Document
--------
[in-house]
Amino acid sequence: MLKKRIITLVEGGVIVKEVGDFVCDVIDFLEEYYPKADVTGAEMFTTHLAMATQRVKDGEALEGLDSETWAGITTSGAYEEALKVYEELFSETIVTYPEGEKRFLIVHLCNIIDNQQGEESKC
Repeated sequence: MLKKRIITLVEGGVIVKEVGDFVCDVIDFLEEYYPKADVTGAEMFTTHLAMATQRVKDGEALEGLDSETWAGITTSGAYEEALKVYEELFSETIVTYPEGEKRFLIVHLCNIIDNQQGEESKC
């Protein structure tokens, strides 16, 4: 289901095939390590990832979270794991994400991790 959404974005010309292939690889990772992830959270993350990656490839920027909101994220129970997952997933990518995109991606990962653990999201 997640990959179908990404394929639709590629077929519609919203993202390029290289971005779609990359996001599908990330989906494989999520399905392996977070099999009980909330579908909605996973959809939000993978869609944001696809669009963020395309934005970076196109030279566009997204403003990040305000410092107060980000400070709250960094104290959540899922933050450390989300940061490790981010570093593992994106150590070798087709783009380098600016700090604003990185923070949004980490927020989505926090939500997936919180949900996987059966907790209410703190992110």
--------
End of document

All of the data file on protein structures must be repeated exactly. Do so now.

[in-house]
Amino acid sequence: MLKKRIITLVEGGVIVKEVGDFVCDVIDFLEEYYPKADVTGAEMFTTHLAMATQRVKDGEALEGLDSETWAGITTSGAYEEALKVYEELFSETIVTYPEGEKRFLIVHLCNIIDNQQGEESKC
Repeated sequence: MLKKRIITLVEGGVIVKEVGDFVCDVIDFLEEYYPKADVTGAEMFTTHLAMATQRVKDGEALEGLDSETWAGITTSGAYEEALKVYEELFSETIVTYPEGEKRFLIVHLCNIIDNQQGEESKC
């Protein structure tokens, strides 16, 4: 289901095939390590990832979270794991994400991790 959404974005010309292939690889990772992830959270993350990656490839920027909101994220129970997952997933990518995109991606990962653990999201 997640990959179908990404394929639709590629077929519609919203993202390029290289971005779609990359996001599908990330989906494989999520399905392996977070099999009980909330579908909605996973959809939000993978869609944001696809669009963020395309934005970076196109030279566009997204403003990040305000410092107060980000400070709250960094104290959540899922933050450390989300940061490790981010570093593992994106150590070798087709783009380098600016700090604003990185923070949004980490927020989505926090939500997936919180949900996987059966907790209410703190992110």